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Monday, October 23, 2017

It’s easy to be scared and depressed. Whole presidential campaigns and a certain news channel depend on you not being able to get a grip on some optimism.

Uplifting, inspiring rescue dog memes and the like spread easily across the internet. But in 2015 good news was most often swallowed by a darkness that has fed one of the dumbest and most divisive presidential campaigns since we had actual segregationists as national candidates.

You didn’t have to look very hard to find things to depress you in 2015 — though the promising developments far outweighed the negatives. Violent crime is near a generational low, we’re experiencing the best job growth of the century, and the percentage of Americans who have health insurance is at an all-time high. Most Americans have no idea that we’re enjoying an era when both global poverty and violent conflict are plummeting.

I’ll continue talking about what was good about 2015 — but for now let’s focus on the downside.

Being more connected to the world gives us the opportunity to be more aware of the progress, suffering, and threats from abroad. But given how challenged most of us feel to keep up with our own lives, we often focus on the threats and nurture obliviousness to both misery and promises abroad. This focus on the negative has proven to be a powerful club for demagogues to beat the drums of xenophobia.

America is at a crossroads; the coming election could decide its future for the next 50 years. The next president isn’t just likely to settle the makeup of the Supreme Court for generations. She or he will also determine whether we will try to reduce the threat from the twin crises that threaten our existence — inequality and climate change — or actively make them worse. Nearly everything President Obama has accomplished — from making the tax system fairer to pursuing diplomacy in bringing rogue states into international order — is at stake in 2016.

These five events are not meant to be an exhaustive list. To be clear, number one is exponentially worse than the others. Instead these problem symbolize the worst of what we’ve experienced in 2015 with the most potential for wrecking more havoc in 2016.

5. Matt Bevin
The victory of this Tea Party businessman in Kentucky’s gubernatorial race has already had dismal consequences for the most vulnerable people of his state. He’s slashed the state’s minimum wage, stripped more than 100,000 adults of their voting rights, and abandoned the state’s massively successful Kynect insurance exchange, which is responsible for the state experiencing the most profound drop in the uninsured rate of any state in the nation. It’s not clear if he will actually revoke Medicaid expansion as he promised. But his mission to free Kentucky from access to basic health care is well underway.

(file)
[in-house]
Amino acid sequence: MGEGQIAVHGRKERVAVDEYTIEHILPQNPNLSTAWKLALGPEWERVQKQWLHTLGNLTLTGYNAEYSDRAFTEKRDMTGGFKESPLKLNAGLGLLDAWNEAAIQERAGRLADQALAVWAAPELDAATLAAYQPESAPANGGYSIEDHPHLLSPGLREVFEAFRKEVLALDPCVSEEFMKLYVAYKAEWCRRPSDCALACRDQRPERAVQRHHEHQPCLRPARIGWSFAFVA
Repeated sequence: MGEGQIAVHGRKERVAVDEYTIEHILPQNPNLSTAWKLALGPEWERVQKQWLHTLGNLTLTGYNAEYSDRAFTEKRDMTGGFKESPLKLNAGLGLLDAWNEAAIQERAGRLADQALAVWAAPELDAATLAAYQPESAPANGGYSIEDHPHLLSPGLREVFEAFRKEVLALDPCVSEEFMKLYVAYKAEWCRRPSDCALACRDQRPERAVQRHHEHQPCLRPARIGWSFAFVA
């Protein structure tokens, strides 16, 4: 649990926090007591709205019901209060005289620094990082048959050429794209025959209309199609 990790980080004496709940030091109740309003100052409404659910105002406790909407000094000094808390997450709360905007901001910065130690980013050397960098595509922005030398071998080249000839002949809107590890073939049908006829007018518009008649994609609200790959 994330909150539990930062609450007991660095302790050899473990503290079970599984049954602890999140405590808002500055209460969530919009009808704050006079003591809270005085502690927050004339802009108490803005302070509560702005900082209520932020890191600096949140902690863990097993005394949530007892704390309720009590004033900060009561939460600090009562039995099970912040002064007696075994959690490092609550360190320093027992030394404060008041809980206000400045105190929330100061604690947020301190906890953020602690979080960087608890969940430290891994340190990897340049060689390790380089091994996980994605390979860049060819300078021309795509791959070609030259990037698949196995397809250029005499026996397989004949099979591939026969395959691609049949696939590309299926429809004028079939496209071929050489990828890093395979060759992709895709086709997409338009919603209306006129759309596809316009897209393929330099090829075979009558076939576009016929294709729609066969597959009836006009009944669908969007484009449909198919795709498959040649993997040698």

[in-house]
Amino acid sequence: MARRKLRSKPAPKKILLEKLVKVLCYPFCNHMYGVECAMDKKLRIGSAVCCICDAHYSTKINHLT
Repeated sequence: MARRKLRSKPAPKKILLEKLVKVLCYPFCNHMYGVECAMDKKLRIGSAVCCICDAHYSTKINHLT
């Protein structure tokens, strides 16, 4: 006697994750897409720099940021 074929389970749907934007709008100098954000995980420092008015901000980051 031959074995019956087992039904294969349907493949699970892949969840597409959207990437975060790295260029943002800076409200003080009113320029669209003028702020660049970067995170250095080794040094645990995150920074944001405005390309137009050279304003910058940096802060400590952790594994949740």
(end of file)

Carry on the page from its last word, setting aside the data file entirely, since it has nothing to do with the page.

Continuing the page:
Bevin’s victory points to Democrats’ inability to capitalize on Obamacare as an electoral victory even in the state where it has done the most good. The reforms poll extraordinarily well, as long as you don’t slap the “Obama” label on them. A post election poll showed almost three out of four residents wanted to retain the Obamacare expansion of Medicaid.

Republicans in the South continue to benefit from low voter turnout, coded messages that turn working-class white voters against the party of government, and the collapse of the institutions — labor and public education — that once acted as a ballast to corporatist sloganeering. If conservatism is a plot to make workers, the poor, and the sick more dependent on their bosses, Bevin proves that it’s a winner — if you can keep enough voters home or oblivious to the consequences of their votes.

4. Guns are now killing as many people as cars.
This is actually good news — but it points to a larger problem and the power of the gun lobby to prevent life-saving progress.

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“The steady decline in motor vehicle deaths over the past 65 years can be attributed to a combination of improved technology and smarter regulation,” the Washington Post’s Christopher Ingraham wrote. Gun deaths have also fallen since around the time the U.S. implemented a national background check system in early 1990s, but since the late 90s Republicans in Congress have blocked any research that could be used to argue for gun control, leading to a chilling effect across academia into a crisis that no other developed nation deals with on the same scale. Suicides of older men and shooting deaths of younger men continue at a scary consistency — but the mere suggestion that gun deaths are a public health problem led to Republicans blocking the appointment of the current Surgeon General.